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Whilst a curator at the Horniman Museum and Gardens I worked on the Museum’s collection of charms and amulets. Initial workshops led to a permanent exhibit of charms from England which I curated.

A significant proportion of the charms were stones, often with a naturally occurring hole through them. I was amazed by the variety of properties which were ascribed to these stones: from protection against witches to curing gout. I was also intrigued by Alfred Rowlett, the man who had collected many of them in the early 20th century and who was himself a healer.

I spent most of the Covid lockdowns in a very crowded shared house in Cambridge. To escape the claustrophobia I started making drawings of the charms, many of which were collected nearby. I also made drawings of the landscapes in which the charms were used, generally using Google Street View to see the places I couldn't visit. By exploring the countryside around Cambridge virtually and by drawing, I found a way of compensating for being stuck indoors for weeks at a time.

I presented the drawings at a conference held in October 2021 by the Folklore Society and the Royal Anthropological Institute. The context of folklore made me think about the drawings I had made in cultural terms. The charms were originally carried by people to help guard against various shades of calamity, but once collected they ostensibly appeared to have changed state, becoming museum objects which might have utility in terms of research or education, but which no longer act on people as charms. Through the drawings, however, the charms have again to started to exert a charm-like influence. Making drawings inspired by the charms had a cathartic effect on me, so one could argue that they are again helping someone get through life’s challenges. Rather than changing state when they entered the Museum’s collection, perhaps it’s more accurate to understand the charms as having undergone a period of hibernation, their agency reactivated in a fresh confluence of circumstances.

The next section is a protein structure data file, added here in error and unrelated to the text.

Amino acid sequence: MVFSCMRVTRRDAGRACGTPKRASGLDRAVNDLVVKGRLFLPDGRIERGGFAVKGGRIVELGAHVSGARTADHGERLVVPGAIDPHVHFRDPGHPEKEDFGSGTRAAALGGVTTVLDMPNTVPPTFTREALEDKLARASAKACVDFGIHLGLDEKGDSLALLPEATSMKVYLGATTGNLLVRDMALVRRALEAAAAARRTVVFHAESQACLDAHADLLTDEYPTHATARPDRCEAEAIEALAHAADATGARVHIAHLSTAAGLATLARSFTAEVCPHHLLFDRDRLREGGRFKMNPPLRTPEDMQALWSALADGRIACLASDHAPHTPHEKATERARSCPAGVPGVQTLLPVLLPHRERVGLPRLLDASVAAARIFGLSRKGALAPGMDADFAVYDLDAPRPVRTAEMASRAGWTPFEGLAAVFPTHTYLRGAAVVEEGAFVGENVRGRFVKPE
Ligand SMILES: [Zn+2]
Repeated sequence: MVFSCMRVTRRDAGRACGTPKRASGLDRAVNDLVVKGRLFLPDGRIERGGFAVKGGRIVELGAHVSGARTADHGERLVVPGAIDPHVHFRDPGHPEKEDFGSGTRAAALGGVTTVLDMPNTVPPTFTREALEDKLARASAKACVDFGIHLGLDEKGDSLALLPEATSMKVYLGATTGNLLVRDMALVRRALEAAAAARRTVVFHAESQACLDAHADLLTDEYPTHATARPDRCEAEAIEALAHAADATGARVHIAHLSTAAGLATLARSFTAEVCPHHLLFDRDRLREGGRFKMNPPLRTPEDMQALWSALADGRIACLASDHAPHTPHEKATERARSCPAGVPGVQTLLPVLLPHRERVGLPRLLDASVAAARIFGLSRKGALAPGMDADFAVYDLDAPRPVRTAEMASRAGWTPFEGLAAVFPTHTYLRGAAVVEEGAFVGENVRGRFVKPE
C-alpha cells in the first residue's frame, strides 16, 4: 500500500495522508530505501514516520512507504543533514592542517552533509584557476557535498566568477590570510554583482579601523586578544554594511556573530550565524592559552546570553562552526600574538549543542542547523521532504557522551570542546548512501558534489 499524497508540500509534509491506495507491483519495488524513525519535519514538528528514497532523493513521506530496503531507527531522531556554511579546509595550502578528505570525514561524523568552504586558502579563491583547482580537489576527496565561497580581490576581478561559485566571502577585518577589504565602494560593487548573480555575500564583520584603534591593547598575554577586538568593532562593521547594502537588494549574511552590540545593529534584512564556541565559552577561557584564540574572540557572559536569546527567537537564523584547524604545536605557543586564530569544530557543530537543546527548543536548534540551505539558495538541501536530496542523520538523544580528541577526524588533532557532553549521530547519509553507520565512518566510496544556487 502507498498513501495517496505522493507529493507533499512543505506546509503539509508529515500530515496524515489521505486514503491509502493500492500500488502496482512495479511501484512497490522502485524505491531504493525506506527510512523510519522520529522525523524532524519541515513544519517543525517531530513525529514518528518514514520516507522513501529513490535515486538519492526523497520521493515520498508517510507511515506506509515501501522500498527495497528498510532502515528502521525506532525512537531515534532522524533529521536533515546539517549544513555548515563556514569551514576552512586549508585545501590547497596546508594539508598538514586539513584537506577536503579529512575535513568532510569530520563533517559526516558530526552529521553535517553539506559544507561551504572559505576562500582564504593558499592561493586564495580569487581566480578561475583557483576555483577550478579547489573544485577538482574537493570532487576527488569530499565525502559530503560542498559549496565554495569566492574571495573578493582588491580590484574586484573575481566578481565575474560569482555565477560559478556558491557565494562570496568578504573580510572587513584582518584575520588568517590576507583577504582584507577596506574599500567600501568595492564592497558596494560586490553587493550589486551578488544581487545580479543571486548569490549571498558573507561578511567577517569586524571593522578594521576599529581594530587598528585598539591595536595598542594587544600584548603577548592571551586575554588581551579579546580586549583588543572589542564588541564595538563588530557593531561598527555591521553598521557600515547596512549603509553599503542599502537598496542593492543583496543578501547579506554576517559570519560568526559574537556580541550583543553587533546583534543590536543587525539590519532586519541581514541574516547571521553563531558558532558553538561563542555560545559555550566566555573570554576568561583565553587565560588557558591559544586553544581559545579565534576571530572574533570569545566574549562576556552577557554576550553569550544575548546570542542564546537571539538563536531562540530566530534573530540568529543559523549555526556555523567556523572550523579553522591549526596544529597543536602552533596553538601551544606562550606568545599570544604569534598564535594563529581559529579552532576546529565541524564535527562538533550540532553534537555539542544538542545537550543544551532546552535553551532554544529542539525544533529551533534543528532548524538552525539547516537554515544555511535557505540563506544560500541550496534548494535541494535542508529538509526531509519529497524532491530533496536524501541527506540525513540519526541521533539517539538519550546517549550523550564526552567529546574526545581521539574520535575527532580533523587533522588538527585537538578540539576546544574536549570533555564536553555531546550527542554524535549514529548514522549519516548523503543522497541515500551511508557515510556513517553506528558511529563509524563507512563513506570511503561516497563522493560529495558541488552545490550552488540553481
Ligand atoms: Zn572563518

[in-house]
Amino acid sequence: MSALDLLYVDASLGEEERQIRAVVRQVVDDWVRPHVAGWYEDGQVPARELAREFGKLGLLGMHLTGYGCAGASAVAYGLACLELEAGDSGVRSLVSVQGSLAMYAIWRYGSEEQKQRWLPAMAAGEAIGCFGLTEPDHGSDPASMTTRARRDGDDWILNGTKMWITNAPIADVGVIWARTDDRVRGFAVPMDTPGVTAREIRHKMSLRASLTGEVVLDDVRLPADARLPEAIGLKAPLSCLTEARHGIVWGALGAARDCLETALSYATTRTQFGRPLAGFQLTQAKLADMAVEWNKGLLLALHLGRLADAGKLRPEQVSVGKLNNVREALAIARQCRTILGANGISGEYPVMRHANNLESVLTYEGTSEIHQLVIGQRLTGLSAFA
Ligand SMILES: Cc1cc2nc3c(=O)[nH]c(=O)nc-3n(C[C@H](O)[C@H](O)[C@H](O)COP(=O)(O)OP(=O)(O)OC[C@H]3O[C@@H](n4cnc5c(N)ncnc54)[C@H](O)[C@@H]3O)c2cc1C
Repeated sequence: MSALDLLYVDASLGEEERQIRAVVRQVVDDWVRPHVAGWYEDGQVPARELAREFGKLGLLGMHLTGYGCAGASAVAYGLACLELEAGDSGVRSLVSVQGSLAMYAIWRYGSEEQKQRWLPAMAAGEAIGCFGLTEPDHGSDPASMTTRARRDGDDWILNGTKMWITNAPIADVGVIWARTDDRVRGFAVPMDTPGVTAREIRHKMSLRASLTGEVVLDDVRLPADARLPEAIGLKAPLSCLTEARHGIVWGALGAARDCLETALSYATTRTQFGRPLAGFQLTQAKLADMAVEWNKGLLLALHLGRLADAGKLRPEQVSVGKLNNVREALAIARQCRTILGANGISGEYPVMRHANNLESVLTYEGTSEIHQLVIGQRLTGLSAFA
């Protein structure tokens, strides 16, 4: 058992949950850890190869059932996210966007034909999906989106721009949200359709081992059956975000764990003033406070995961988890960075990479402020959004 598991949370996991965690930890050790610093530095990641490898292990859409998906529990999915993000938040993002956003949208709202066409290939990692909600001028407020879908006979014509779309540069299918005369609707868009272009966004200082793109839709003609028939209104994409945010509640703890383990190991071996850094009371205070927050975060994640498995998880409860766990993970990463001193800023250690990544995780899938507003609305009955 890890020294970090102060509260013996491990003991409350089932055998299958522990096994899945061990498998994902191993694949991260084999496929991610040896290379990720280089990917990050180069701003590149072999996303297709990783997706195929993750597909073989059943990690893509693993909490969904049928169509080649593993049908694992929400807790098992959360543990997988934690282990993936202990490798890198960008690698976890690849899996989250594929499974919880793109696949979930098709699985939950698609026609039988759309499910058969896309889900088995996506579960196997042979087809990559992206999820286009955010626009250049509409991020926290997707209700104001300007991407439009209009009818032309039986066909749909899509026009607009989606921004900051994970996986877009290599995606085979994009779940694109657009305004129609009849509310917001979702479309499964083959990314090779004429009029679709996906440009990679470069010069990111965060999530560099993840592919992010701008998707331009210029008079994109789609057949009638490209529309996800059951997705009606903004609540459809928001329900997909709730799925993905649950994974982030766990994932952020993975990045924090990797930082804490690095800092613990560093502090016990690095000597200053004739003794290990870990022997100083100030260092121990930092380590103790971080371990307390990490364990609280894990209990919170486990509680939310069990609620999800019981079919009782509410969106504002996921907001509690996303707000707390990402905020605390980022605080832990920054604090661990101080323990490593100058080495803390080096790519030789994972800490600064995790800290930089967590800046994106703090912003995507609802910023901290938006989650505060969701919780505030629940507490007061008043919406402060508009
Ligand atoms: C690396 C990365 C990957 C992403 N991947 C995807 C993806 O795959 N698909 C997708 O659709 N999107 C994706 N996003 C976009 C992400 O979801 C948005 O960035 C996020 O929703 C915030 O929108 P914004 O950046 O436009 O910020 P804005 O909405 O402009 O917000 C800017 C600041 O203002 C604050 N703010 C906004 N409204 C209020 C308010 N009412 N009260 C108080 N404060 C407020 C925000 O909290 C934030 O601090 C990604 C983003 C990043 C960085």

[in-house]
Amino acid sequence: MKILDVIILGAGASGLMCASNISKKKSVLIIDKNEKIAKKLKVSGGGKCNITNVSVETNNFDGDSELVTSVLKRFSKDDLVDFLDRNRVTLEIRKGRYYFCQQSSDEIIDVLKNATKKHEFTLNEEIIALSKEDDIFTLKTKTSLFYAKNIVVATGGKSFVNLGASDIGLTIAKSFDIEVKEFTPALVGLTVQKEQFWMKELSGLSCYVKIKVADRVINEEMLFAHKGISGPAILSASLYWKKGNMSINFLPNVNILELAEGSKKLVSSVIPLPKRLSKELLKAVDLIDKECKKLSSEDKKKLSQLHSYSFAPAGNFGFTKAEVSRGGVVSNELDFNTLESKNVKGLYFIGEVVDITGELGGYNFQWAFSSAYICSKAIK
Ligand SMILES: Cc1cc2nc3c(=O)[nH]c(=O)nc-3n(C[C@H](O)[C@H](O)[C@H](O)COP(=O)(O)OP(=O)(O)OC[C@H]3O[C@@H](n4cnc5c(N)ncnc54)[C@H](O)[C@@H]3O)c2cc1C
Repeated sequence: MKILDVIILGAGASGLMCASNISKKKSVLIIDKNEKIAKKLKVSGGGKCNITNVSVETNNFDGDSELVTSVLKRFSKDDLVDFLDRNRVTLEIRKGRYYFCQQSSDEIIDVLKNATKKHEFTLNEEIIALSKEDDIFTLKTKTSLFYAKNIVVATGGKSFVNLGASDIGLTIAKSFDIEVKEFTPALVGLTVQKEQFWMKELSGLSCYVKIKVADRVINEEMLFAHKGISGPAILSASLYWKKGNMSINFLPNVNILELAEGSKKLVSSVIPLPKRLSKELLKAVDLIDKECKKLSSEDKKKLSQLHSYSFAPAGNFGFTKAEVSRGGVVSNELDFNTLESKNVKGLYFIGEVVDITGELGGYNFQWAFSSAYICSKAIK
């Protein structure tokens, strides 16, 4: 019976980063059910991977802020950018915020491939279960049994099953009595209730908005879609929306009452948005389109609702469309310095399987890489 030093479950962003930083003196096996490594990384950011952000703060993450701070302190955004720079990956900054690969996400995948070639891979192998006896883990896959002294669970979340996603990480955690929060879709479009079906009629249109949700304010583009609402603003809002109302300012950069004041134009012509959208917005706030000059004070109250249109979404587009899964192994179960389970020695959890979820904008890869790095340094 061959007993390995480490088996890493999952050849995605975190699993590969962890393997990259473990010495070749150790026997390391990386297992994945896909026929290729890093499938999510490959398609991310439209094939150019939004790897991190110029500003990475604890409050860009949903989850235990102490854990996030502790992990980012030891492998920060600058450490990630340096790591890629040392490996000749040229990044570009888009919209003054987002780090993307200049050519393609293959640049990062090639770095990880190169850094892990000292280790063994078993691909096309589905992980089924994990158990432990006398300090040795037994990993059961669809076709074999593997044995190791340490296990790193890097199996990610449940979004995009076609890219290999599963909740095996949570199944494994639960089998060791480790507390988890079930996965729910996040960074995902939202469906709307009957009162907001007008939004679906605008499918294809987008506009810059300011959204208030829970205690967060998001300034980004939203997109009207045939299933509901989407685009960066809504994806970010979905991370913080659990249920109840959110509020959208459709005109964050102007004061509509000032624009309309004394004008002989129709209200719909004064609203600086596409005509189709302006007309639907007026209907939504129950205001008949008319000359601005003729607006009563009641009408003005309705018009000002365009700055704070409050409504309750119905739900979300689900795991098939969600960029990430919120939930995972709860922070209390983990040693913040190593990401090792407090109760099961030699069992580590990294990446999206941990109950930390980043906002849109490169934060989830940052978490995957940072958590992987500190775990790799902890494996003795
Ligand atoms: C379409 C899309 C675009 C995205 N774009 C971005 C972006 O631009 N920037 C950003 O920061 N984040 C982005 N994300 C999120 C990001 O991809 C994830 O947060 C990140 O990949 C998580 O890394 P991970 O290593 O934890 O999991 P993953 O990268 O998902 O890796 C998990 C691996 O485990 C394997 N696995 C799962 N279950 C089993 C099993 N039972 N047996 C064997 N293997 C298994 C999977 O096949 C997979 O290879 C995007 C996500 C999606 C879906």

Here I have layered the drawings with record shots of the charms which they relate to. The record shots also link to each charm's entry on the Horniman's collections online. This page therefore might be understood as a conceptually expanded database; a virtual space where museum record keeping rubs shoulders with evidence of the collection's ongoing agency. 

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